Impact of Saudi’s $20bn project cull not likely to be felt this year

Emirates NBD's Khatija Haque expects Saudi government spending this year to be slightly ahead of 2016.

Above, workers build a staircase on a building at the King Abdullah Financial District in Riyadh, Saudi Arabia. Simon Dawson / Bloomberg
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Saudi Arabia’s plan to cut up to US$20 billion worth of infrastructure projects will have a staggered impact on the region’s largest economy, say analysts.

The cuts will “increase pressure on a sector which has already struggled”, said Khatija Haque, Emirates NBD’s head of Mena research. But she said its effect will probably be spread over many years.

She was speaking at an infrastructure forum held jointly by the Spanish, German, British, Italian, French and Canadian business councils at Dubai Chamber on Thursday.

Ms Haque said that Saudi Arabia has been a major market for infrastructure investments since announcing some big long-term infrastructure projects after the Arab Spring in 2011.

“Now Saudi Arabia has to adjust to a world where their revenues are significantly lower than they thought they might be,” said Ms Haque. “They’re looking at those projects again, they’re scaling some down, they’re looking at ways to cut spending not all in one go, but over the medium term.”

Last week, Bloomberg revealed that PwC had been appointed to review $69bn worth of government contracts, with a view to culling one-third of them.

Ms Haque said that she envisaged that the Saudi market for infrastructure investment this year is likely to be similar to last year. “We don’t think that government spending is going to be very different. We think they will probably overshoot the announced figure of 890bn riyals [Dh871.59bn]. We are looking for around 950bn riyals of spending this year – not that different to the 930 billion for 2016.”

Ms Haque said that “a lot of the challenges that were faced last year are going to remain issues” for the infrastructure sector, but that the worst of the problems were likely to be over given that the oil price had improved, which will mean there is more liquidity. “We don’t think that governments in 2017 will have to be as careful with the spending and as aggressive with the cuts to spending as they were in 2015 and 2016.”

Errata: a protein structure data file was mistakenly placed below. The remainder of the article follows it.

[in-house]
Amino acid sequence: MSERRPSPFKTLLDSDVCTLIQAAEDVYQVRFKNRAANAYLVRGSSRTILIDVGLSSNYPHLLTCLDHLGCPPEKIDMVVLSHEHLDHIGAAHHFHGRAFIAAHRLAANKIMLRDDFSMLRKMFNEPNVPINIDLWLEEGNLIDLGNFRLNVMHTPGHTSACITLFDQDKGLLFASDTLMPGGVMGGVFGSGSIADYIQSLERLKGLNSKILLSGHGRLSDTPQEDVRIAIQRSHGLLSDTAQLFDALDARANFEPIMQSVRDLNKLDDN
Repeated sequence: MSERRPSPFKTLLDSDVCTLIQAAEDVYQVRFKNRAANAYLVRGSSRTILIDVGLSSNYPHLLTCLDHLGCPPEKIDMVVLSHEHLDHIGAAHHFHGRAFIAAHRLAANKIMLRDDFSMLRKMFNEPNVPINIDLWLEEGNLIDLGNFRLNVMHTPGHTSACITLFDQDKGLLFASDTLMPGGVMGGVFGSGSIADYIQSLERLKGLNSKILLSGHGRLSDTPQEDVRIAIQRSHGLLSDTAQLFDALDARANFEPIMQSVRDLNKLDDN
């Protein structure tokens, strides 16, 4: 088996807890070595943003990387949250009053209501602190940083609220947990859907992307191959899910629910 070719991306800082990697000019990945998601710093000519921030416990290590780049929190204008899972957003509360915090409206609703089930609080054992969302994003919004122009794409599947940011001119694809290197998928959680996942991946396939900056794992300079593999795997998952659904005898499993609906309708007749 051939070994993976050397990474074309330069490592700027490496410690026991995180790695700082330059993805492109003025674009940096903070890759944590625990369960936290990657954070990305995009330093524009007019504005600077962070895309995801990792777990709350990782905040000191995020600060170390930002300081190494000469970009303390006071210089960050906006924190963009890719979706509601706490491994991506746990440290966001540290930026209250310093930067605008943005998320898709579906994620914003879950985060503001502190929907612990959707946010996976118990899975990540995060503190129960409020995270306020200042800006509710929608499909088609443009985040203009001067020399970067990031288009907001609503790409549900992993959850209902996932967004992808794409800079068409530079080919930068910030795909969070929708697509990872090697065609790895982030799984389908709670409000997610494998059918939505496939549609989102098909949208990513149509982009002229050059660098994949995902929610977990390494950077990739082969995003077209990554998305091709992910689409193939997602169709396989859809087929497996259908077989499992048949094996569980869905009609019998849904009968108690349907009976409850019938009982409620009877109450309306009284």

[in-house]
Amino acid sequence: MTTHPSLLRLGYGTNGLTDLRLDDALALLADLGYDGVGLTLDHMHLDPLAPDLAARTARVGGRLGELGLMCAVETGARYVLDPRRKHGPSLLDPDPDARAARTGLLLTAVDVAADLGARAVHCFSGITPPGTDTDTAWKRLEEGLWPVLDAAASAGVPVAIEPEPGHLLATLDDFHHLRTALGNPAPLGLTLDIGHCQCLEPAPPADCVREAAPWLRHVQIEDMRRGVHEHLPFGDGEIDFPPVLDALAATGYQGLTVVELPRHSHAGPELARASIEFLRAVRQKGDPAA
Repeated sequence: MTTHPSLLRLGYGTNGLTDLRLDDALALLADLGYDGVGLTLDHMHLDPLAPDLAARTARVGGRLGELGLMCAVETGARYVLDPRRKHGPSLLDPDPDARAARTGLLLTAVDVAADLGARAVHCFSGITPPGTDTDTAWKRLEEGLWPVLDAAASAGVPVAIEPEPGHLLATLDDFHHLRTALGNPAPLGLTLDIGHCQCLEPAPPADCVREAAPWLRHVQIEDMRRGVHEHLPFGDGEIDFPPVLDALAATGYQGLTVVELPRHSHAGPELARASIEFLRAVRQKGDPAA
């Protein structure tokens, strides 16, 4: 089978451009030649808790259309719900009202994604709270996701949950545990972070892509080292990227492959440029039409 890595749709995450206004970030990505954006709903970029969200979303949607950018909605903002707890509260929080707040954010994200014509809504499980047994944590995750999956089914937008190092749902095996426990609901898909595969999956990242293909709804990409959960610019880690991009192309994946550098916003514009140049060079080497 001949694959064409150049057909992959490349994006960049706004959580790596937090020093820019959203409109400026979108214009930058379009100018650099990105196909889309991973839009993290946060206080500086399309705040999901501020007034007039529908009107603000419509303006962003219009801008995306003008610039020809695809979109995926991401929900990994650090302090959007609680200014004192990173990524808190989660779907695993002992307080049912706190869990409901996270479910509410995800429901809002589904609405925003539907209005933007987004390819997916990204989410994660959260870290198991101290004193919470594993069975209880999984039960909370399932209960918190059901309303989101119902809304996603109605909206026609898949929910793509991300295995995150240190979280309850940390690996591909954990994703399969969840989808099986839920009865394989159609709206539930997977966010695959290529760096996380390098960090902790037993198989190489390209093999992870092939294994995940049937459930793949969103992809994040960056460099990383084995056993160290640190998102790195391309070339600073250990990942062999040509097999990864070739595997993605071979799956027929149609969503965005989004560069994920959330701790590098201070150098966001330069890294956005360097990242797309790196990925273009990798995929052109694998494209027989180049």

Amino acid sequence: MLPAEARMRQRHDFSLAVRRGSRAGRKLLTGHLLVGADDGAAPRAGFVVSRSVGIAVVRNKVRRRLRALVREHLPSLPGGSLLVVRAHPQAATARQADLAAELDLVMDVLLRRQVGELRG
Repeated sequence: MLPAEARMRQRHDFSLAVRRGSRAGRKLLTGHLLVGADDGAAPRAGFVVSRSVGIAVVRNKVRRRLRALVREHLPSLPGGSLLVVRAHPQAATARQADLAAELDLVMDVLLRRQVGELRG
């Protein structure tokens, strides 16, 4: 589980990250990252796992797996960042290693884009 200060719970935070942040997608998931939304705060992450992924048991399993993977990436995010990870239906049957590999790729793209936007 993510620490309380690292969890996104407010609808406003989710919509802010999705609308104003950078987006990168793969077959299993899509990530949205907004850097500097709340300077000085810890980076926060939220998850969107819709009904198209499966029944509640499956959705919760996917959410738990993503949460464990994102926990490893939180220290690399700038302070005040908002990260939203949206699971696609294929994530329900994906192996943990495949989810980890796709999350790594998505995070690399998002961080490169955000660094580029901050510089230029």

As a result, debt issuance is expected to be slightly lower than last year and governments will also seek to plug funding gaps by privatisations and asset sales, which could take time to bring to market.

“It’s not something that can be done quickly because a lot of the companies that the government wants to privatise first need to be restructured and put in a position where investors find them attractive. That kind of restructuring takes time but the preparations are underway and we expect to see and hear more of those kinds of deals in the next one to two years.”

On Thursday, the consultancy firm JLL published its KSA Year in Review report, which said that the kingdom’s real estate sector suffered from a lack of liquidity for most of the year. It said that this was eased following the $17.5bn international bond sale the kingdom pulled off in October, which led to the start of repayments to the country’s contractors worth $10.6bn.

It also said that the likelihood of improved oil prices paved the way for a more positive economic environment.

Jamil Ghaznawi, JLL’s country head of Saudi Arabia, said: “The government’s major plans to energise the market have resulted in a more positive outlook for 2017 in line with measures to counteract reduced government and consumer spending.”

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